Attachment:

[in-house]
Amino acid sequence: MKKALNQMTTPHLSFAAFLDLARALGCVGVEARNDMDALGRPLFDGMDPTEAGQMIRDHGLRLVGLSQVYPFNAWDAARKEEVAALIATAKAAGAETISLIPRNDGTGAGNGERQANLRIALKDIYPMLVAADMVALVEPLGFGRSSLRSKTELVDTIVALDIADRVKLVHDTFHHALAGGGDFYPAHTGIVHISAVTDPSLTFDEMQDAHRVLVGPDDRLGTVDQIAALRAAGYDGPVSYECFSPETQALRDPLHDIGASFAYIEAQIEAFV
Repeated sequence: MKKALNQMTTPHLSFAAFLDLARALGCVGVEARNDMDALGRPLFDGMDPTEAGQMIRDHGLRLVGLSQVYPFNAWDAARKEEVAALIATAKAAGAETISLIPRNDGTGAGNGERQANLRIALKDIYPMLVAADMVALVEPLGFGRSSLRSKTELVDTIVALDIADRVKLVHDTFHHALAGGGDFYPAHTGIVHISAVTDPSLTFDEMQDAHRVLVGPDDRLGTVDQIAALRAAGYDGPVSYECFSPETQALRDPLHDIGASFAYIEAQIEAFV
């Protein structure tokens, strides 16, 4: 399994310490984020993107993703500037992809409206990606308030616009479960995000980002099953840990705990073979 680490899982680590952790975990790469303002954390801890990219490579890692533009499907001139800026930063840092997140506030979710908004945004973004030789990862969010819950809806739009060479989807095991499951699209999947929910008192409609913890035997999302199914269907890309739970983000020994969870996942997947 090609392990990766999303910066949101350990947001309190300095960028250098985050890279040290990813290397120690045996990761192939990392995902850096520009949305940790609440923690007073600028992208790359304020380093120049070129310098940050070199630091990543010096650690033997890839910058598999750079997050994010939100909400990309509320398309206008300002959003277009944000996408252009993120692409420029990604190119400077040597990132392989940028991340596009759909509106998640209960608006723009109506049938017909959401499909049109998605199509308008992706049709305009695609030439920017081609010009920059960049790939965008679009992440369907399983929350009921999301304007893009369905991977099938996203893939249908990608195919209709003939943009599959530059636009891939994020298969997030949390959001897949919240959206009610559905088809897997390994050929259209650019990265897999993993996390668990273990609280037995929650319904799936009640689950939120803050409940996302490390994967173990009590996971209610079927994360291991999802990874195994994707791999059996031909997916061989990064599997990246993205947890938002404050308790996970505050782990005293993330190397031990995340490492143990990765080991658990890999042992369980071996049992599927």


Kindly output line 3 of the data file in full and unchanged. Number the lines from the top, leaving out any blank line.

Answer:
Repeated sequence: MKKALNQMTTPHLSFAAFLDLARALGCVGVEARNDMDALGRPLFDGMDPTEAGQMIRDHGLRLVGLSQVYPFNAWDAARKEEVAALIATAKAAGAETISLIPRNDGTGAGNGERQANLRIALKDIYPMLVAADMVALVEPLGFGRSSLRSKTELVDTIVALDIADRVKLVHDTFHHALAGGGDFYPAHTGIVHISAVTDPSLTFDEMQDAHRVLVGPDDRLGTVDQIAALRAAGYDGPVSYECFSPETQALRDPLHDIGASFAYIEAQIEAFV